Excerpts from Rethinking Gender in Revolutions and Resistance: Lessons from the Arab World
From Chapter One, “Reconstructing Gender in Post-Revolution Egypt,” by Shereen Abouelnaga
The prefix “post” might suggest that the Revolution is over, either in the sense of being crushed or having fulfilled its aims. I use “post” in neither senses because I fully adopt the slogan “the Revolution continues.” The prefix means what happened after the famous “eighteen days.” Egyptians also generally use the word “revolution” to refer to the same period (25 January – 11 February 2011). The title of this chapter is highly misleading in another sense. It suggests that “reconstructing gender” has been a corollary of the Revolution. Perhaps the Revolution has been one of the epistemic incentives but not the only one. It seems that the huge numbers of women who took to the streets during the eighteen days in 2011 led the media, analysts, writers, and observers to conclude that such a conspicuous presence meant that gender was being revolutionized. It is impossible not to notice the plethora of studies, articles and conferences that took the Egyptian and Tunisian Revolutions to be markers of the liberation of women. Surely, this is an oversimplification that does not take into consideration the mish-mash of socio-cultural complexities along with power relations. To conflate the public sphere with the streets and to assume that women were previously physically incarcerated is quite a mistaken hypothesis that keeps generating more simplistic views about the dynamics and polemics of the context. It was a Revolution against the corruption and barbarity of a regime—with a special focus on the physical torture that had become systematically perpetrated by the security services—in which almost every citizen was willing to play a role regardless of gender, religion or class. Gender roles and women’s rights were not listed on the agenda of protesters, in spite of a few feeble unheard voices; and, in retrospect, that was the mistake.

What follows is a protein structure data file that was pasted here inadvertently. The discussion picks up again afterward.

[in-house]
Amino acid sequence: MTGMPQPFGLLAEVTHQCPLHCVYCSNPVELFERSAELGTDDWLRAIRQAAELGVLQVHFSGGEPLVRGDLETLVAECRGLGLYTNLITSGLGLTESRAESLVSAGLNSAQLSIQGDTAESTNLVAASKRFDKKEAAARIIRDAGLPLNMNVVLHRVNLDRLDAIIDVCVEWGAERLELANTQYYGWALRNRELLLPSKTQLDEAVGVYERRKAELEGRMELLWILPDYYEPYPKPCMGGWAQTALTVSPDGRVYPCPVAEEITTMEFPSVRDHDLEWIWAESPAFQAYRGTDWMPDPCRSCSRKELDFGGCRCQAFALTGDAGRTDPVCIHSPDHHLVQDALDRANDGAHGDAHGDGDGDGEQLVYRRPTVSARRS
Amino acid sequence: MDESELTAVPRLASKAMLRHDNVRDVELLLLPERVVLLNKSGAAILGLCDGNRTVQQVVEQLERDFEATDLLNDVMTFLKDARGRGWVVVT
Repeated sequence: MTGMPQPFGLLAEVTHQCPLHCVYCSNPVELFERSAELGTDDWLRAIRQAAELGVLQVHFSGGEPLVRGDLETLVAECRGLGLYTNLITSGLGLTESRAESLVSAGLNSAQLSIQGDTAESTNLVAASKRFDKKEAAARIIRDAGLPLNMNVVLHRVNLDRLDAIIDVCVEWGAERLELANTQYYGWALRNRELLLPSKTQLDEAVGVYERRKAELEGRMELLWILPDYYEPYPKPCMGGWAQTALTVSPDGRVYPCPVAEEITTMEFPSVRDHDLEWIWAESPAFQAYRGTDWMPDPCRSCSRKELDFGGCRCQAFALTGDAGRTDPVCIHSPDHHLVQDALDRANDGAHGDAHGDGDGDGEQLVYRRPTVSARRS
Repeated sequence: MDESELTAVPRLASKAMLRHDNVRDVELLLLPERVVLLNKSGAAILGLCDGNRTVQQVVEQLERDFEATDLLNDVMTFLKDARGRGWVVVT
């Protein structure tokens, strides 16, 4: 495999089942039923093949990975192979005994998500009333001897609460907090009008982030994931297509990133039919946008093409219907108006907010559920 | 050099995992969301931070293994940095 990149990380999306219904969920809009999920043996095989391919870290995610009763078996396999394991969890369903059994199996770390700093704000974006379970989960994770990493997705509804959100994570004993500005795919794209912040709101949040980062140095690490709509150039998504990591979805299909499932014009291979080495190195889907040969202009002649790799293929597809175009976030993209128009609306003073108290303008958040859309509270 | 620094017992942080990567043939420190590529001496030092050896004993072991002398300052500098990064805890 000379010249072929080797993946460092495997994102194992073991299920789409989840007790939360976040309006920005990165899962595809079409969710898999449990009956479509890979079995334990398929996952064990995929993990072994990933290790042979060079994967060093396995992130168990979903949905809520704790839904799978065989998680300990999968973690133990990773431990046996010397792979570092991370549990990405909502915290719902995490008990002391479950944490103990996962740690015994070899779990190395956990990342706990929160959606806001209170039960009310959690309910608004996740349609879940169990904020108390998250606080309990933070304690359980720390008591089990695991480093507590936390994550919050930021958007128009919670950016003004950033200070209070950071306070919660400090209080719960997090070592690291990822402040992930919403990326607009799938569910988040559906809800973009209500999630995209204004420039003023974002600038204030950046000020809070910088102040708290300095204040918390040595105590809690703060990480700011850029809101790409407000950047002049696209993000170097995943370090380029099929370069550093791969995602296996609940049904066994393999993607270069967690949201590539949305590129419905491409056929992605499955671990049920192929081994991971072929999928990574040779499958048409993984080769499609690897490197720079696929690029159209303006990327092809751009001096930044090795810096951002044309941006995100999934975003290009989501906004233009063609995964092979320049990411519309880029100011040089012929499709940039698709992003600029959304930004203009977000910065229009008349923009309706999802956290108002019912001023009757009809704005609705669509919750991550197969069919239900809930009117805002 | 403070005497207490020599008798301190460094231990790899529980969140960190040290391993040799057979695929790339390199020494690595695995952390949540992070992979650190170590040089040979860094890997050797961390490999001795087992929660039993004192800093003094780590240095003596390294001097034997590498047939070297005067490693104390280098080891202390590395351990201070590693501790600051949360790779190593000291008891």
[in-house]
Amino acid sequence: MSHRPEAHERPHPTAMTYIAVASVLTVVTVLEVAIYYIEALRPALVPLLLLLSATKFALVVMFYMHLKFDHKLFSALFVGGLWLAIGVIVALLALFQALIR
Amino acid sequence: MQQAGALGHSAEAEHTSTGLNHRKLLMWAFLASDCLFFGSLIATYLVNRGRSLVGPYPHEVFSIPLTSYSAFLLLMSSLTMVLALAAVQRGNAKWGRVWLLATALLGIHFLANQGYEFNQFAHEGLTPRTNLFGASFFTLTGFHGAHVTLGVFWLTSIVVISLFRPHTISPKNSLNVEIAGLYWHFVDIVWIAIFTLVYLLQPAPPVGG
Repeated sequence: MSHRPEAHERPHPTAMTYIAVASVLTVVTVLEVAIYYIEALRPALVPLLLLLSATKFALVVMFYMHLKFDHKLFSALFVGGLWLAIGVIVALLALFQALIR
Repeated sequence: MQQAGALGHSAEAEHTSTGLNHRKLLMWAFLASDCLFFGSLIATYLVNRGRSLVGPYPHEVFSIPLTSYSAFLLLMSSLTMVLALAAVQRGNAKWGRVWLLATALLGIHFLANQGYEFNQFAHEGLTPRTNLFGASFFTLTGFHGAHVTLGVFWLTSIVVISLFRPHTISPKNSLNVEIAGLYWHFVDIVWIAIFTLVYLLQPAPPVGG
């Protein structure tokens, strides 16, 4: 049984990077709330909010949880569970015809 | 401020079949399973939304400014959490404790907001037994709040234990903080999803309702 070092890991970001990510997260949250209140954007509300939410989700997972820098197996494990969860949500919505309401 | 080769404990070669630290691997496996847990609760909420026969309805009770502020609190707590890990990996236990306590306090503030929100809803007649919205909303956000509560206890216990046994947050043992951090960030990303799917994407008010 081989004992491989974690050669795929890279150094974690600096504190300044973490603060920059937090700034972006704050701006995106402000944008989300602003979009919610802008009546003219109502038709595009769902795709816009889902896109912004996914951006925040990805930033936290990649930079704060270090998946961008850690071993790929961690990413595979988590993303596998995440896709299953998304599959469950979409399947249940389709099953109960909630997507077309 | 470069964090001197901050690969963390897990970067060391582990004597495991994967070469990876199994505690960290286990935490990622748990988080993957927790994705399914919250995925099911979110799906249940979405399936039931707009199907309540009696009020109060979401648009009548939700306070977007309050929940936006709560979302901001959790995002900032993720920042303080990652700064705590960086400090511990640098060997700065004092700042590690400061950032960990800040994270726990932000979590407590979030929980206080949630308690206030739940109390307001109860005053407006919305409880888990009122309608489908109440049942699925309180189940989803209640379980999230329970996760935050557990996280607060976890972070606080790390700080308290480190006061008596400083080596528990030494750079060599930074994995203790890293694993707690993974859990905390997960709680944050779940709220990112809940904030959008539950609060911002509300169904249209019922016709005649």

This chapter argues that the initial formulation, or rather unfolding, of new constructs of gender appeared as a result of the incessant violations of women’s rights, where the body stood as the main protagonist. That is to say, gender became a priority when the Utopia of the eighteen days turned into a dystopia.